When gas expands, it cools. The universe is expanding, so it should be cooling too. So scientists thought. So, dang it, why would it be heating up?
First, what is heat? Especially out in space where there is so-close-to-nothing, we call it empty. Heat is a measure of the energy of whatever particles are under consideration, so even in a near vacuum, there is heat.
After probing the thermal history of the Universe over the last 10 billion years, the team concluded that the mean temperature of cosmic gas has increased more than 10 times and reached about 2.2 million K (~2.2 °C; 4 million °F) today.
As the Universe evolves, gravity pulls dark matter and gas in space together into galaxies and clusters of galaxies. The drag is violent – so violent that more and more gas is shocked and heated up.” Science Alert
Collecting data from 10 billion years ago sounds like quite a trick, but keep in mind that light from sufficiently distant locations has been traveling for a really long time, and astronomers routinely study objects that are a really long way away, right back to the Big Bang.
It’s fun to see a science article quote poetry:
“Some say the world will end in fire, others say in ice.” Which of these will prove to be correct, and what implications it could have for life in the future, only time will tell…
I waxed poetic while holding my breath in late 2019, waiting for the star Betelgeuse to go nova. It was dimming in a most-notable manner, which was odd and exciting. Then it brightened again, seeming to thumb its photonic nose at us all.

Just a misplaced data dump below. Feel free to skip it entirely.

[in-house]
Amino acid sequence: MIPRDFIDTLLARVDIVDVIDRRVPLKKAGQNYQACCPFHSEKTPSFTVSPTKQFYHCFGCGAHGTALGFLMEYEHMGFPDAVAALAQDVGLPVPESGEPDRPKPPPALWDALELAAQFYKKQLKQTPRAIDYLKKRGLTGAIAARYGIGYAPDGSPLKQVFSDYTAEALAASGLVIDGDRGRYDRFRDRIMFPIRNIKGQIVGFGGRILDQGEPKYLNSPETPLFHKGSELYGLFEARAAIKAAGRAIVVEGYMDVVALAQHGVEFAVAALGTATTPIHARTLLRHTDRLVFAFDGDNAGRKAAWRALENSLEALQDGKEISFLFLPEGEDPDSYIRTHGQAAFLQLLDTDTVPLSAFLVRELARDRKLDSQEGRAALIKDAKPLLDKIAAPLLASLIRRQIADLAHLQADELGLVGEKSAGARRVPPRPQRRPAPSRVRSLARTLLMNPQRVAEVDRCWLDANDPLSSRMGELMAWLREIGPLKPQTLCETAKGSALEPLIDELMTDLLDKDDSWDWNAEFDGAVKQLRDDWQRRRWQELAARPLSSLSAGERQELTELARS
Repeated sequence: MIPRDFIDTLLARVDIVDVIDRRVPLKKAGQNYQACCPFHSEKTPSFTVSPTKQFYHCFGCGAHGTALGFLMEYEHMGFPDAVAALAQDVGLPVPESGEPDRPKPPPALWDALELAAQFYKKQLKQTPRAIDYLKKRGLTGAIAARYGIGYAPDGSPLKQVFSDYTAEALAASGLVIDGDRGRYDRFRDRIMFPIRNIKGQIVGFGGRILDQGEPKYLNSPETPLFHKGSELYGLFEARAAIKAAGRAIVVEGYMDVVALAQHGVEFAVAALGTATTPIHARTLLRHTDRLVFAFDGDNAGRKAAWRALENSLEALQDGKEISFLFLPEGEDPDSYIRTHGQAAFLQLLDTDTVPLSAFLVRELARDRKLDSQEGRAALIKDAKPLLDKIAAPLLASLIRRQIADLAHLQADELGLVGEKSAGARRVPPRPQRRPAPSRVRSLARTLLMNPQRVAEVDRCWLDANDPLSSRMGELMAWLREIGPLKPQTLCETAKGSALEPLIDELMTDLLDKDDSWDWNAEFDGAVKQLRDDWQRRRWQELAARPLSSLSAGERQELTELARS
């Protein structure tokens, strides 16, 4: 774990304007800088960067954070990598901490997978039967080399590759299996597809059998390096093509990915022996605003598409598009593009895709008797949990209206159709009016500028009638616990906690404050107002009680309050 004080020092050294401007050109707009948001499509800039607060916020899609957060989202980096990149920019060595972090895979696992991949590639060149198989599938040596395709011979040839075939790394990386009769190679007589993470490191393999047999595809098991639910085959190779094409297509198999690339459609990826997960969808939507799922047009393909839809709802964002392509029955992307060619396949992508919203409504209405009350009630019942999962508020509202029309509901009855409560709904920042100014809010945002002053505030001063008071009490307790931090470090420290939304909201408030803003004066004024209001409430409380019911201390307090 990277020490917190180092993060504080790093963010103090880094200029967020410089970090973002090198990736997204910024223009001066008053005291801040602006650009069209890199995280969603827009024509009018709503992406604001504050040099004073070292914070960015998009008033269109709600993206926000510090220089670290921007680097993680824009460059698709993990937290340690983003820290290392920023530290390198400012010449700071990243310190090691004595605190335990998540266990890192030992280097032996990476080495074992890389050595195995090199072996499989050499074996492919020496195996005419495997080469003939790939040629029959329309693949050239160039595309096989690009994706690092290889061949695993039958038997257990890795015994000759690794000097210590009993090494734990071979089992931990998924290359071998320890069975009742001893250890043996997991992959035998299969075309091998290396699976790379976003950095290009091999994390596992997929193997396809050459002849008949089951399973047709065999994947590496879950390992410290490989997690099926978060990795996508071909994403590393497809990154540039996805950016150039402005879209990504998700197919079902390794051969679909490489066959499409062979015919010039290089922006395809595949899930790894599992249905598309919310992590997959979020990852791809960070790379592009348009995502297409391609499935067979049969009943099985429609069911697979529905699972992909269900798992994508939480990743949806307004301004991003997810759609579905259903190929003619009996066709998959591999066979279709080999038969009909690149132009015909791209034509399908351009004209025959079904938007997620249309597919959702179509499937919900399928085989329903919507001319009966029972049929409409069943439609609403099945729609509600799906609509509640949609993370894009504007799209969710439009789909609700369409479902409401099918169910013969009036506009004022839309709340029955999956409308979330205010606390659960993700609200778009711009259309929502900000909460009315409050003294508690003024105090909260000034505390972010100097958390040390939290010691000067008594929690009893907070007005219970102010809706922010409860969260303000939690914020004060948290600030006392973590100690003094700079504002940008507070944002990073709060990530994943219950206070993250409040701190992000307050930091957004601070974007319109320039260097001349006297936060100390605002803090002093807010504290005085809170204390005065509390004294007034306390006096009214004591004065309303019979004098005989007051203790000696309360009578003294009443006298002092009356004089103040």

The mystery of what this red giant was up to seems to be solved. While not as exciting as a supernova, it is pretty nifty. The actual astronomical images are available online, but this artist’s rendering is eye-catching.
Hubble Space Telescope’s UV data… combined with some timely ground observations indicated that a big burp that formed a cloud of dust near the star may have caused the star to get darker.
“With Hubble, we could see the material as it left the star’s surface and moved out through the atmosphere, before the dust formed that caused the star to appear to dim,” said Andrea Dupree, an astronomer at the Harvard-Smithsonian Center for Astrophysics who made those observations. She is also a co-author on the new paper. ARS
It’snew, it’s big, and it’s open to international scientists. We shed tears over the final demise of the Arecibo Observatory, which stood as the largest telescope of its type in the world for 53 years. Now a Chinese observatory, constructed in 2016, steps up.
With its massive 1,600-foot (500 meters) diameter dish, FAST [the new telescope’s acronym] is not only larger than the now-destroyed Arecibo telescope, but it’s also three times more sensitive. FAST, which began full operations in January of this year, is also surrounded by a 3-mile (5 kilometers) “radio silence” zone in which cellphones and computers are not allowed. livescience
China is accepting international proposals now. Yes, astronomers would have preferred to have both observatories, but it’s good to know that studies of black holes, exoplanets, and who-knows what else will continue.